Let B  := {}
Let B_c:= {nil}
Let BS := 0
Let C  := {}
while B_c != B:
    B_c = LP.solve(sum(x.f), x.g <= BL, C)
    Sort B_c by "heuristic"
    for t in B_c:
        if t has any conflict with tx in B: 
            C.add(x_t = 0)
            break;
        B.append(t)
        C.add(x_t = 1)

return B


# Replace "heurestic" by f/g for standard, 
                       f for high-value 
# Sorting is in descending order 

We label these transactions as CGI-f/g and CGI-f. We only analyze the “All” conflicts for this since the time to run the algorithm is potentially higher than for the other Greedy Algorithms.

Simulation

Due to our limited time to work on the project, we tried to replicate the transaction data synthetically instead of working with real transactions. To properly simulate Ethereum mempool transactions, we choose the following dataset:

Dataset

We choose 2000 transactions under this distribution.

  • 80%: SMALL: g ~ N(24k, 3k) f/g ~ N(16,4) - These low gas-consuming transactions have minimal smart contract interactions and thus use less gas. In almost all cases, the gas fees for these transactions are small since they are usually never a priority transaction.
  • 18% : LARGE1: g ~ N(200k, 20K) f/g ~ N(16,4) - These represent transactions that have a significant contract execution; however, in this case, these are still not priority transactions, since the user is okay to wait for some time for the contract execution.
  • 2% : LARGE2: g ~ N(200k, 20K) f/g ~ N(40,10) - These are the priority transactions. Usually, these have high gas usage since they mostly interact with, for example, DeFi contracts and want to be executed as soon as possible.

We simulate the conflicts among these transactions by randomly choosing transactions such that each transaction has a \sigma number of conflicts. While our preliminary results constitute the same \sigma across all types of transactions, in practice, the larger transactions, especially the high-paying ones, would have a more significant number of conflicts since usually MEV extracting bundles would be constructed around them.

Results

We ran our simulation over 100 blocks with the mempool created as above.

When we consider \sigma=2 number of conflicts per transaction, we see the following results:


Increasing the number of conflicts each transaction had increases the problem’s difficulty. Therefore, the various greedy algorithms have a larger separation in performance:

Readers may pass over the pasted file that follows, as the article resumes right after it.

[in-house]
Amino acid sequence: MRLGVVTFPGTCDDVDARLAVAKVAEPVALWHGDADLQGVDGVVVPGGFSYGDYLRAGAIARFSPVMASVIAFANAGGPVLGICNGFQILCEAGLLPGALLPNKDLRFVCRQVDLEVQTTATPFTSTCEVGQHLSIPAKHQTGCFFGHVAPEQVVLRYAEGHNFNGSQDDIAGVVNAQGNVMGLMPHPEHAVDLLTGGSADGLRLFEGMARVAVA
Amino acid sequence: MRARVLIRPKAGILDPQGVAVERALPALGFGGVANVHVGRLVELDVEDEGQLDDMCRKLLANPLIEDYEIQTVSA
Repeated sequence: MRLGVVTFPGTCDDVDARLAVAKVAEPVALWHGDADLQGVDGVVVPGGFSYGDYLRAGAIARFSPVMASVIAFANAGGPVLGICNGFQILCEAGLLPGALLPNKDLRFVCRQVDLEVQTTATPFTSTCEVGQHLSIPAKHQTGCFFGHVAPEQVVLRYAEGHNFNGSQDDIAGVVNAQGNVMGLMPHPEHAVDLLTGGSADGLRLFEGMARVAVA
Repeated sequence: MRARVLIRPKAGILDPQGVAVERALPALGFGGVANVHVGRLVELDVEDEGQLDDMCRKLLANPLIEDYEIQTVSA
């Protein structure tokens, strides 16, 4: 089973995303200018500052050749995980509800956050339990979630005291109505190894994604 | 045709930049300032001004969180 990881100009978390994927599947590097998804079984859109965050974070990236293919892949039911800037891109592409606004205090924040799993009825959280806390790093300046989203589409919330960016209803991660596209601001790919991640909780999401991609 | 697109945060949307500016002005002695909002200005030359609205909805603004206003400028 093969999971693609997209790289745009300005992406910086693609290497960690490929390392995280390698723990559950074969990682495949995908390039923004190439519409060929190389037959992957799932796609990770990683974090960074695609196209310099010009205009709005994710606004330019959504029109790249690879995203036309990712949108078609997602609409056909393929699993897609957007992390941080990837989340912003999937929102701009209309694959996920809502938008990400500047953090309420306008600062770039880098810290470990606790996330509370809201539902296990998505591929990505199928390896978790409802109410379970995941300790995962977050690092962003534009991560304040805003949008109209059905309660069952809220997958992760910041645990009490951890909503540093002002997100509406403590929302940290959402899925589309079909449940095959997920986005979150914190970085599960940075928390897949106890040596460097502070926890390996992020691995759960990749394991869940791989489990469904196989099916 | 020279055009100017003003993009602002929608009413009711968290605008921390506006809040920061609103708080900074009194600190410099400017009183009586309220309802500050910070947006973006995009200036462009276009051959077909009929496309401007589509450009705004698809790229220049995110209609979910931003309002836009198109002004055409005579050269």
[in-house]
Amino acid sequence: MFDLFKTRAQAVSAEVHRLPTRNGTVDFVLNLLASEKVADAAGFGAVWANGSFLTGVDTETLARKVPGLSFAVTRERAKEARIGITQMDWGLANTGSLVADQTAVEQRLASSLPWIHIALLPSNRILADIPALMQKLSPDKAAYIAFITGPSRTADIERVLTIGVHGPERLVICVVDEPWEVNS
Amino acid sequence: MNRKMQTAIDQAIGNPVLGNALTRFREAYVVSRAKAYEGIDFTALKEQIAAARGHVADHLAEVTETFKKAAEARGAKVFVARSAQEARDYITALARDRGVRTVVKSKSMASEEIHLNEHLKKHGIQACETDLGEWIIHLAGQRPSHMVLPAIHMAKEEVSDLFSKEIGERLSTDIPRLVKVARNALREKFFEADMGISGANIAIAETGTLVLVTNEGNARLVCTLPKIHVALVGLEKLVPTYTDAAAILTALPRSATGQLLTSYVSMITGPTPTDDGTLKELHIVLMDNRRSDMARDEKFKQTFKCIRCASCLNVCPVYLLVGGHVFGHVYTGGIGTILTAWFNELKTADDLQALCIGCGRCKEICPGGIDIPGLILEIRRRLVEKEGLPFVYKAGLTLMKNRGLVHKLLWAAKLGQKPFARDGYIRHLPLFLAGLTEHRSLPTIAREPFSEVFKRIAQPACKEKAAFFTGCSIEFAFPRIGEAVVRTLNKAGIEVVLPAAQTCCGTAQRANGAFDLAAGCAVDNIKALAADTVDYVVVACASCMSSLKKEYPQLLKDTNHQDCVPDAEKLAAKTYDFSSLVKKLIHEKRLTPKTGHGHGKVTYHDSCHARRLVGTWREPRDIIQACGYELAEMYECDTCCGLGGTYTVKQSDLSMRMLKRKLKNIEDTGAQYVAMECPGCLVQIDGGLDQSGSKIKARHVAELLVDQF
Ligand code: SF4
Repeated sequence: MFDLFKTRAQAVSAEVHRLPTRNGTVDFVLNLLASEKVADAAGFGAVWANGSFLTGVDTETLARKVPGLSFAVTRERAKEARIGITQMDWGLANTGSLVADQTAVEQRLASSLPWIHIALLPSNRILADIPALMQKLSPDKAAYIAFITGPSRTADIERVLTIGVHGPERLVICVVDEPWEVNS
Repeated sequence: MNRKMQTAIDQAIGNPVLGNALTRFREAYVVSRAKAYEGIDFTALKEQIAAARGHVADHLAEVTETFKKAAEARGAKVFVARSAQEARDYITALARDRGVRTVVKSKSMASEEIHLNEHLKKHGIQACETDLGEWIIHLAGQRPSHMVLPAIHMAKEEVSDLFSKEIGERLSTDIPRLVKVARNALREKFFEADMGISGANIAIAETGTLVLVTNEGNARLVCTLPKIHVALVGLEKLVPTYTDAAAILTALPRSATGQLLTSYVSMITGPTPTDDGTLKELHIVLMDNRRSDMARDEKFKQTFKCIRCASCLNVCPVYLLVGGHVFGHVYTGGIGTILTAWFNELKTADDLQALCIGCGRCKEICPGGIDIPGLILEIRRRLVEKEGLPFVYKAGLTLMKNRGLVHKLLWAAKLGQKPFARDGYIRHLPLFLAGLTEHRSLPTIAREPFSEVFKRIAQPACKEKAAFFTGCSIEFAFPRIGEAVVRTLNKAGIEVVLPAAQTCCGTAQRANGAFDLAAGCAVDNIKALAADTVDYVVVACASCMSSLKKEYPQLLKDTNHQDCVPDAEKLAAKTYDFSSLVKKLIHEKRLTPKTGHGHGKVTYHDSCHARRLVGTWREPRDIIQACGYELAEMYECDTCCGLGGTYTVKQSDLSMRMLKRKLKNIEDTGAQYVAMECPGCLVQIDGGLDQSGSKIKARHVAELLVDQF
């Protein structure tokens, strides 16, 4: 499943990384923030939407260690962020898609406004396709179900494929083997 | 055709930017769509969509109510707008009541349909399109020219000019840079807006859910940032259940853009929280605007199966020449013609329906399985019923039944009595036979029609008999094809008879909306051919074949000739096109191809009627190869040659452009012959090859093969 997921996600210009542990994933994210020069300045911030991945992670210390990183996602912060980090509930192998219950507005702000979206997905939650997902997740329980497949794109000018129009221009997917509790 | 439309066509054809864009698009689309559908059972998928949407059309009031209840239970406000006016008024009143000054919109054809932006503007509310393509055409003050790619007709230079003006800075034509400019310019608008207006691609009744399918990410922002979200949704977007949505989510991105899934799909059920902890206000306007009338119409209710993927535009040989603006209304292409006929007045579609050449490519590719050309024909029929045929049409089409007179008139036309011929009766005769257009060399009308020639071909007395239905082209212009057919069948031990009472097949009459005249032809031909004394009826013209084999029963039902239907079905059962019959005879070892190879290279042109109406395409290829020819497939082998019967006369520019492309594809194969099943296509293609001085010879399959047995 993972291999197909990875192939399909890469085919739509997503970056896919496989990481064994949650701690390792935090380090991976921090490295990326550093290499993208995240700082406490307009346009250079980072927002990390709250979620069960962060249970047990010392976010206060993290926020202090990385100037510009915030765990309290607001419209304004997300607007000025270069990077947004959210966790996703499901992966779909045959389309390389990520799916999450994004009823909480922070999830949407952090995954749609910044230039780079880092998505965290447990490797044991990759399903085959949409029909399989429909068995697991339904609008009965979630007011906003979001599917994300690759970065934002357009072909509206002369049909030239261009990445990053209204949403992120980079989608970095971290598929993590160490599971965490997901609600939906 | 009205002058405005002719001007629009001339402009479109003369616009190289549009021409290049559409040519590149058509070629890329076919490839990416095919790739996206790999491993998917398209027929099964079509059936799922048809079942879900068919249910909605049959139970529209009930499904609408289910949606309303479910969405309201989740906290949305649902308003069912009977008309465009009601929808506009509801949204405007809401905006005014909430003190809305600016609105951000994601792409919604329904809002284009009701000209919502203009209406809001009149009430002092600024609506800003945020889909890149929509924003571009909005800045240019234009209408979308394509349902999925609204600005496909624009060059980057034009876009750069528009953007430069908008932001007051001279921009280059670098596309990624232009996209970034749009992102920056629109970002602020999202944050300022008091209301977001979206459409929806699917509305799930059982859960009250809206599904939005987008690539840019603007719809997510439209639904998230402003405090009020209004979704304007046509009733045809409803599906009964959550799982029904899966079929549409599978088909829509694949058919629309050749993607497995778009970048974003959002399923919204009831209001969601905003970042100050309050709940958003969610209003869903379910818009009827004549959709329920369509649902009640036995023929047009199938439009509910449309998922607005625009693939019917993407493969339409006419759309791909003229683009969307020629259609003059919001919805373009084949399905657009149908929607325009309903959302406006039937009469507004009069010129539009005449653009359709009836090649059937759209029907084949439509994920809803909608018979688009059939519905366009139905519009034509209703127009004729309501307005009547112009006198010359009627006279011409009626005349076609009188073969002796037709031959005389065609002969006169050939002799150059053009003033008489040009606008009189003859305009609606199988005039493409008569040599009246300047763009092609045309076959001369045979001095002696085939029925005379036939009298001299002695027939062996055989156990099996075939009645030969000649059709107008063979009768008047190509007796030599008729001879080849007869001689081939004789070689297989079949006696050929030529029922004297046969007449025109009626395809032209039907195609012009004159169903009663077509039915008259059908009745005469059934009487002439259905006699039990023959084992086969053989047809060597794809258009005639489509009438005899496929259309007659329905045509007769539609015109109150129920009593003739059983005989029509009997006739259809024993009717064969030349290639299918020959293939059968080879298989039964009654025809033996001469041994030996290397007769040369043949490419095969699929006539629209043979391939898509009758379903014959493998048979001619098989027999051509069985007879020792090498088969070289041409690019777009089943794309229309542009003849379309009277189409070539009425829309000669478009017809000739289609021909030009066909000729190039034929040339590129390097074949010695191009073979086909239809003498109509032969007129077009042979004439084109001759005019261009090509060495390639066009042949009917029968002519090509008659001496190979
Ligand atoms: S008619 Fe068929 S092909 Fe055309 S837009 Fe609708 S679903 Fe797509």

For \sigma = 10,

For \sigma = 20,

For \sigma = 40,

Future Research Direction

Based on our results, solving the block-building problem is an NP-Hard problem, and as long as conflicts exist amongst the transactions, it remains a complex problem.

However, this does not mean that all hope is lost. The block-building problem may have more potential than the Maximum Independent Set problem. Combining the space of Knapsack and Maximum Independent Set gives us a smaller search space to find a satisfactory approximate solution for the issue at hand.

Further, for Ethereum bundles from searchers, if tx_i and tx_j conflict, as well as tx_j and tx_k conflict, then there is a high likelihood that tx_i and tx_k also conflict. This eases the constraints on the solution since, amongst an all-2-all graph of transactions, for MIS, you only need to pick the transaction with the highest utility (also satisfying knapsack).

Another thing to note is that our algorithms can inform how block builders construct blocks in practice. Notably, the Classical Greedy Informed algorithm, in which we sort the transactions by highest fee, is closest to the optimal solution.

That being said, the most exciting extension to this research would be modeling the block-building problem as a job sequencing problem instead and somehow estimating how utility (fee+MEV) from one transaction affects the utility of other transactions sequenced after the first transaction.

On that note, we invite potential collaborators to explore new ideas for building blocks that maximize the builders’ utility.

5 Likes

was all of this synthetic transaction data?

Yes, it was. As future work, we’d want to run this on real world data and compare the results from the algorithms vs the actual profit from a block

1 Like

To capture payment to the block beneficiary address, I assume one would roll these into the fee value of a given transaction tx_i, i.e.:

f_i=\text{MAX-PRIORITY-FEE-PER-GAS}\left(tx_i\right)+\text{BENEFICIARY-PAYMENT}\left(tx_i\right)

Consult this Block Builder Profitability study due to Flashbots.

Is there a Demo or MVP Repo to test it? @sarisht

We need to look into this. Though the premise seems different to me. While discussing block building, we aren’t considering the builder’s market and are focusing on maximizing block space usage, given the constraints.

We are currently cleaning up and running tests on actual data. Will post soon with a link for the repository.

1 Like

I believe that these three heuristics are very correlated and if possible, running all three in parallel and selecting the one with the best result is better or equal than any single one on its own.

Suppose r_i is the remaining gas to fill the block after the ith transaction, a heuristic less correlated with the three above and I believe better would be r_i * f/g. Intuitively, if there is a lot of space left to fill the block, the heuristic with the highest fee weighs more; if the block is almost full, the heuristic with the lowest gas has more weight.

1 Like

Running multiple heuristics in parallel is a good design if the computation is not bounded.

This is a very interesting heuristic that we did not consider. Theoretically, it makes a lot of sense, and will try to implement this as well!